Beds

As I began to write this blog, I knew the subject was beds and I knew the reason why.  Read on.

I began by asking the simple question, what is a bed?

Mine is many things, a haven, a retreat, a cozy gathering place for family. It’s old and beaten down and treasured. It’s my favorite spot in my house. Laying in bed and watching TV is exquisite. That’s the noun version.

But when used as a verb it takes on an entirely different meaning.  “settle down and sleep or rest for the night, typically in an improvised place” So in essence your bed is where you make it and it’s design is what fits you. It doesn’t have to have a frame. Maybe it is a hammock, or a sectional couch or a mattress on the floor. Wherever you rest for the night and sleep well is your bed.

In the last few months, I watched a couple of young men experience bedding with a flexibility and charm that I admire greatly.  These boys 7 and 9 slept on the floor, the couch, the sectional, the chair. They were versatile and never complained. I would have complained, loudly, but I am an adult, right?

We should all have the flexibility and resilience of children. Go with the flow or the waves.. even if they seem like a tsunami at times. Ride it out, there is goodness at the end.

When they moved to their own home, one of the boys commented that it was okay that the mattresses were on the floor, but it was “our” room.

Somewhere in the middle of the giant extended sleepover, there was this older woman who kept offering these beds in her attic. I didn’t really listen and then one day I did. Money was tight and she was offering 2 free beds, the only catch was they were in her attic and needed to be retrieved.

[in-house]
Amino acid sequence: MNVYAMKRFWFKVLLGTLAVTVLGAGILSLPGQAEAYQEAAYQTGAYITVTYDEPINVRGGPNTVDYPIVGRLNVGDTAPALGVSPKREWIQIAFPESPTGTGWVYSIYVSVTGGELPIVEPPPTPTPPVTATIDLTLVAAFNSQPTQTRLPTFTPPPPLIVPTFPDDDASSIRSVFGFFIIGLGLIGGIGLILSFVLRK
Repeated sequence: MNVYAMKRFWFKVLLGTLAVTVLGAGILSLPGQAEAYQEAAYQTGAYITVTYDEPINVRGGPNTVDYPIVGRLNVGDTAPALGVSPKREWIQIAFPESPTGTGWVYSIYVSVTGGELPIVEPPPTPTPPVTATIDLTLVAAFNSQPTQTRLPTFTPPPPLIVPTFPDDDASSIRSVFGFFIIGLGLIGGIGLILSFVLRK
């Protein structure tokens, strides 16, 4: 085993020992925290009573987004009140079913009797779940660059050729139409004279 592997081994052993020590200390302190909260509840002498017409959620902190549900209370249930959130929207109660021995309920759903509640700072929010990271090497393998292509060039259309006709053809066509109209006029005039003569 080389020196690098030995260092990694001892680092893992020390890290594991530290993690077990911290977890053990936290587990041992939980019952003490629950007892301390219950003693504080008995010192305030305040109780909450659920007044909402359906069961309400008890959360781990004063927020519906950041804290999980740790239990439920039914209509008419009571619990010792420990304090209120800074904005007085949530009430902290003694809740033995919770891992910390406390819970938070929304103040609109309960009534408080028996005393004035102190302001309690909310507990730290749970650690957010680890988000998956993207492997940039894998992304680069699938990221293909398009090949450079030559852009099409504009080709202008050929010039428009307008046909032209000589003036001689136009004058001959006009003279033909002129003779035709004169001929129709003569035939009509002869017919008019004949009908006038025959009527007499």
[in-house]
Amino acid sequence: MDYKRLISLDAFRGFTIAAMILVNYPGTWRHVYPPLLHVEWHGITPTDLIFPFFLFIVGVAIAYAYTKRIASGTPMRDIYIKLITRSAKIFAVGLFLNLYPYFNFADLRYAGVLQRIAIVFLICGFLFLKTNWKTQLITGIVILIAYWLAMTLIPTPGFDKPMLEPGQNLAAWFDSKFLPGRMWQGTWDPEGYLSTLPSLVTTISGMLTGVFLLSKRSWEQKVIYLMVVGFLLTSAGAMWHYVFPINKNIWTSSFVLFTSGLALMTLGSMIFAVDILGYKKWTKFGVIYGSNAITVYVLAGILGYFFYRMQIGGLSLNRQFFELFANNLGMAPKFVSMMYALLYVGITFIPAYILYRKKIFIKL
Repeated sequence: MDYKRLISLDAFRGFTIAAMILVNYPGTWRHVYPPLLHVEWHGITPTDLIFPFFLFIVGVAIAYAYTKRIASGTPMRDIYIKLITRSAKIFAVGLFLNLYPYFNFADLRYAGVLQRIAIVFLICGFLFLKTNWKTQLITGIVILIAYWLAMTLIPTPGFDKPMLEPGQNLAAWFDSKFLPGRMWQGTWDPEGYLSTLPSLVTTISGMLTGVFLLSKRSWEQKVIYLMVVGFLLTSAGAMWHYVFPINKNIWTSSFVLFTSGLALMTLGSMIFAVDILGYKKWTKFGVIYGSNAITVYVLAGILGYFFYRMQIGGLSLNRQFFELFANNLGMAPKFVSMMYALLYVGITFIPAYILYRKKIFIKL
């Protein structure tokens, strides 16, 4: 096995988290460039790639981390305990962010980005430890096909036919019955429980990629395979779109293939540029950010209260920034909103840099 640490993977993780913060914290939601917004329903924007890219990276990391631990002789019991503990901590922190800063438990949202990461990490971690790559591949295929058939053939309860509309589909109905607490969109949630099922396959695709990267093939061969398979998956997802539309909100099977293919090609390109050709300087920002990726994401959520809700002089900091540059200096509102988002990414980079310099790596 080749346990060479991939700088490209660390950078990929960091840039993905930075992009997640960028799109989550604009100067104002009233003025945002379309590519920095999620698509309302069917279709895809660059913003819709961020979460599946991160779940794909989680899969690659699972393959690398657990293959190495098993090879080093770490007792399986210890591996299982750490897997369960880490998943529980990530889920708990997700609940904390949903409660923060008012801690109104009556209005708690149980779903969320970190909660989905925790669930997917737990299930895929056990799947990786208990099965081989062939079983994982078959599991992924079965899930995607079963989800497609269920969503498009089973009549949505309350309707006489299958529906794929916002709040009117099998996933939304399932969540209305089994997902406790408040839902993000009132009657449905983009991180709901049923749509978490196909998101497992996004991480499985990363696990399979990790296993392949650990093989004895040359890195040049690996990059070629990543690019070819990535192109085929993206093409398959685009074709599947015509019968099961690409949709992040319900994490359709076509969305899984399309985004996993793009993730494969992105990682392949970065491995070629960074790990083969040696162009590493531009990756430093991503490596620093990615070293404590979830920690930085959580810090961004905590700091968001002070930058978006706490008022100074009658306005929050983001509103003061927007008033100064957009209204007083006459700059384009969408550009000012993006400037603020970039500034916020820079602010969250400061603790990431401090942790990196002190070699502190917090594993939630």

She had no idea what condition they might be in after 20 years in an attic, they were a little dusty and white with stenciled hearts, not exactly boys beds, but solid in build and they held promise. So the transformation began from white girls beds into deep blue boys beds.

The beds were painted and distressed with love. During the process, the youngest asked me if I missed a spot in the painting and I explained they were going to be distressed.

You want it to look old on purpose? Yes.

I was there on the day the beds reached their home, and the genuine joy that those boys showed  brought tears to my eyes. They exclaimed excitedly, “tonight we can sleep in our beds” and “I am putting my secret stuff underneath”. These are the words of true gratitude and thankfulness from the mouths of boys.

As I look back now that they are snoozing each night in their own beds, I realize that it took a village to build a bed, or two in this case. Had it not been for the persistent voice of a kind woman who never forgot she had some beds, and a grandma who thinks all furniture can be saved, a man who climbed into the unknown attic to search for the beds and two small very patient boys this may not have happened.

Open your eyes to everyday miracles, and you will find them, maybe under the bed or in the attic.

Until Next Time,

Lj

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